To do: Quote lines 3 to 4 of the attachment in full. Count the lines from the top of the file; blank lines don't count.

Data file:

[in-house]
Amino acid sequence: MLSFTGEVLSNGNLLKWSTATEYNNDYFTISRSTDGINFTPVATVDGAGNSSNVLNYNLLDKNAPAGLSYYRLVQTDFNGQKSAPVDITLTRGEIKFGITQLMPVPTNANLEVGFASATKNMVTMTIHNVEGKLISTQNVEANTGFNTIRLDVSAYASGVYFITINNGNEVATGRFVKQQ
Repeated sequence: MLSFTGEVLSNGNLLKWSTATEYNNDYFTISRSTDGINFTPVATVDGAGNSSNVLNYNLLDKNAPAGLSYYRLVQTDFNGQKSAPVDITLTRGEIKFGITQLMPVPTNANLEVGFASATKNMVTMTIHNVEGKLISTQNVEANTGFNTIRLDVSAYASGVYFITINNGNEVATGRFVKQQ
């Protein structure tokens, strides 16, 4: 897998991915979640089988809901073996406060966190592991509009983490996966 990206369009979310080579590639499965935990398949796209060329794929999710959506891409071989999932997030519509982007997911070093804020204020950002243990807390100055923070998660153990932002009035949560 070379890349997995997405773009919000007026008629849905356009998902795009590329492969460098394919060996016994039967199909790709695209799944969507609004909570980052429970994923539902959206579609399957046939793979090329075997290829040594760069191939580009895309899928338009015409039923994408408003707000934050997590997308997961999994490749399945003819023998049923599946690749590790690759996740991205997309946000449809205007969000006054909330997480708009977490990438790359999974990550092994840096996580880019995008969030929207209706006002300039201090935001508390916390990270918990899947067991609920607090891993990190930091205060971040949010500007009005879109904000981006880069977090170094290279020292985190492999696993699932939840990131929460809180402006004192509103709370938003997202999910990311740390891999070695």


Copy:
Repeated sequence: MLSFTGEVLSNGNLLKWSTATEYNNDYFTISRSTDGINFTPVATVDGAGNSSNVLNYNLLDKNAPAGLSYYRLVQTDFNGQKSAPVDITLTRGEIKFGITQLMPVPTNANLEVGFASATKNMVTMTIHNVEGKLISTQNVEANTGFNTIRLDVSAYASGVYFITINNGNEVATGRFVKQQ
């Protein structure tokens, strides 16, 4: 897998991915979640089988809901073996406060966190592991509009983490996966 990206369009979310080579590639499965935990398949796209060329794929999710959506891409071989999932997030519509982007997911070093804020204020950002243990807390100055923070998660153990932002009035949560 070379890349997995997405773009919000007026008629849905356009998902795009590329492969460098394919060996016994039967199909790709695209799944969507609004909570980052429970994923539902959206579609399957046939793979090329075997290829040594760069191939580009895309899928338009015409039923994408408003707000934050997590997308997961999994490749399945003819023998049923599946690749590790690759996740991205997309946000449809205007969000006054909330997480708009977490990438790359999974990550092994840096996580880019995008969030929207209706006002300039201090935001508390916390990270918990899947067991609920607090891993990190930091205060971040949010500007009005879109904000981006880069977090170094290279020292985190492999696993699932939840990131929460809180402006004192509103709370938003997202999910990311740390891999070695």